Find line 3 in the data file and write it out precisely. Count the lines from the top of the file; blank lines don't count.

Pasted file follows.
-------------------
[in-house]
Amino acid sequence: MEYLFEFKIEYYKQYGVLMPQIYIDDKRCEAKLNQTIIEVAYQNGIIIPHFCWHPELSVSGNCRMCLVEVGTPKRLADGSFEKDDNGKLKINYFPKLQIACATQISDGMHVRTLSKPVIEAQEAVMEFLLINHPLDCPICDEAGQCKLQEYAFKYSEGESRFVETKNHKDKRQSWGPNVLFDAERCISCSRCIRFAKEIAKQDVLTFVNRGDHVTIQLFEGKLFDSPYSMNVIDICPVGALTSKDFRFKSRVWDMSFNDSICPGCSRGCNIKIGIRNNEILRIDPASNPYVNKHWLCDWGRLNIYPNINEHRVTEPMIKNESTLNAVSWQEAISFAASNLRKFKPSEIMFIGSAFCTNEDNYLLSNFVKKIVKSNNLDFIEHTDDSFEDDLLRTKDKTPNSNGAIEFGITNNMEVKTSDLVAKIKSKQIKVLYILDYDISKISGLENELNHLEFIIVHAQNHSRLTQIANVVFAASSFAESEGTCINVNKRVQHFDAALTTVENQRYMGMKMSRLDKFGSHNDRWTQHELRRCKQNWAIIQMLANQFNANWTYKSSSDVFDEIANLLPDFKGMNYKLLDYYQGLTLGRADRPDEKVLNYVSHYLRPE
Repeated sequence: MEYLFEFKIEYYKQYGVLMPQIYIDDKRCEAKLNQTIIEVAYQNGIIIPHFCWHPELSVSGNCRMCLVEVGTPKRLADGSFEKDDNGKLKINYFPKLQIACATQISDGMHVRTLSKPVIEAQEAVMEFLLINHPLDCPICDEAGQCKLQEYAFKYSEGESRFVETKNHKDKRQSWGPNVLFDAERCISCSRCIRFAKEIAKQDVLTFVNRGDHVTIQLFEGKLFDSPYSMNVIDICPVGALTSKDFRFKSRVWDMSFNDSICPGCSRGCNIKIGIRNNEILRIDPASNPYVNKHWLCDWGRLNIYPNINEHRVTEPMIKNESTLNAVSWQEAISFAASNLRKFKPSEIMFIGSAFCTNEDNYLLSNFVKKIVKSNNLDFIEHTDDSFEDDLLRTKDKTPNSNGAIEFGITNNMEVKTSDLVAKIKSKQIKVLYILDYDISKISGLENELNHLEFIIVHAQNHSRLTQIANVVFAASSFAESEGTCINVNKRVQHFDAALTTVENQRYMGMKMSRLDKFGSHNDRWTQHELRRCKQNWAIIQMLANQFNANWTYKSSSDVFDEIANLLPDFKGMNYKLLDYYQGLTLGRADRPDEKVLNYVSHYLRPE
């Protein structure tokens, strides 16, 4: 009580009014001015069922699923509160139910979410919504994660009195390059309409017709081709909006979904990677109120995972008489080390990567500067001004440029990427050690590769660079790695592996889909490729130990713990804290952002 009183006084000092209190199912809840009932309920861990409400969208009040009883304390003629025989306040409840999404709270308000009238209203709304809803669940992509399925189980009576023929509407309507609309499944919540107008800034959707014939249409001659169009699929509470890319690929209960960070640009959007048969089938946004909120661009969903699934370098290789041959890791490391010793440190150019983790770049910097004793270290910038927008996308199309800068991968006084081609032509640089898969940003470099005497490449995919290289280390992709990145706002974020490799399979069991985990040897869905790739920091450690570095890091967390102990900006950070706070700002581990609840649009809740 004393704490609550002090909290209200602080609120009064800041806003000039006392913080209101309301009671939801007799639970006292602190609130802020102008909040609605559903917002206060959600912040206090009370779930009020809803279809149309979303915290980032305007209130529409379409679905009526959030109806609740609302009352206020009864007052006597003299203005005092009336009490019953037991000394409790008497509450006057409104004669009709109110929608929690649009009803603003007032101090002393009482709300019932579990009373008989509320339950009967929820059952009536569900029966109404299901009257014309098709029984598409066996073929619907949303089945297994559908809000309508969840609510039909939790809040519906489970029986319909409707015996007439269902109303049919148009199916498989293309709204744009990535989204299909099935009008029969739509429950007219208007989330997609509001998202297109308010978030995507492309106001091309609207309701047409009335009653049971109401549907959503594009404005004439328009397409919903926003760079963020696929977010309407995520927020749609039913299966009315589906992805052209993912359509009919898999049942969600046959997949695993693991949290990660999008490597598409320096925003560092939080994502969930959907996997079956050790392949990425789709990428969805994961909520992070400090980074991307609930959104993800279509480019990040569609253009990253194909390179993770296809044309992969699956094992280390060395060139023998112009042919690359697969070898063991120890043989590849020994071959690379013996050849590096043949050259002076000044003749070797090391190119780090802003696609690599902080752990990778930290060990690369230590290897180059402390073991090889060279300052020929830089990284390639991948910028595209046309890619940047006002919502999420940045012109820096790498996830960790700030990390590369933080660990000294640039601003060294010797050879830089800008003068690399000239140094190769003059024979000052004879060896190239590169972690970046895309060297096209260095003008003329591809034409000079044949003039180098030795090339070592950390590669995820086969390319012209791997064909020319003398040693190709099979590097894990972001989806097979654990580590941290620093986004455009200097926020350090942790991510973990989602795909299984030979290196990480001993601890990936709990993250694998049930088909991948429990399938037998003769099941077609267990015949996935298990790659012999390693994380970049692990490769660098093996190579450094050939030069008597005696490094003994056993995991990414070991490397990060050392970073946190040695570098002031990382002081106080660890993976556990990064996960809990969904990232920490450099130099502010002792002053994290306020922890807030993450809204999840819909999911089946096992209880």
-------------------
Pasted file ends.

Repeated sequence: MEYLFEFKIEYYKQYGVLMPQIYIDDKRCEAKLNQTIIEVAYQNGIIIPHFCWHPELSVSGNCRMCLVEVGTPKRLADGSFEKDDNGKLKINYFPKLQIACATQISDGMHVRTLSKPVIEAQEAVMEFLLINHPLDCPICDEAGQCKLQEYAFKYSEGESRFVETKNHKDKRQSWGPNVLFDAERCISCSRCIRFAKEIAKQDVLTFVNRGDHVTIQLFEGKLFDSPYSMNVIDICPVGALTSKDFRFKSRVWDMSFNDSICPGCSRGCNIKIGIRNNEILRIDPASNPYVNKHWLCDWGRLNIYPNINEHRVTEPMIKNESTLNAVSWQEAISFAASNLRKFKPSEIMFIGSAFCTNEDNYLLSNFVKKIVKSNNLDFIEHTDDSFEDDLLRTKDKTPNSNGAIEFGITNNMEVKTSDLVAKIKSKQIKVLYILDYDISKISGLENELNHLEFIIVHAQNHSRLTQIANVVFAASSFAESEGTCINVNKRVQHFDAALTTVENQRYMGMKMSRLDKFGSHNDRWTQHELRRCKQNWAIIQMLANQFNANWTYKSSSDVFDEIANLLPDFKGMNYKLLDYYQGLTLGRADRPDEKVLNYVSHYLRPE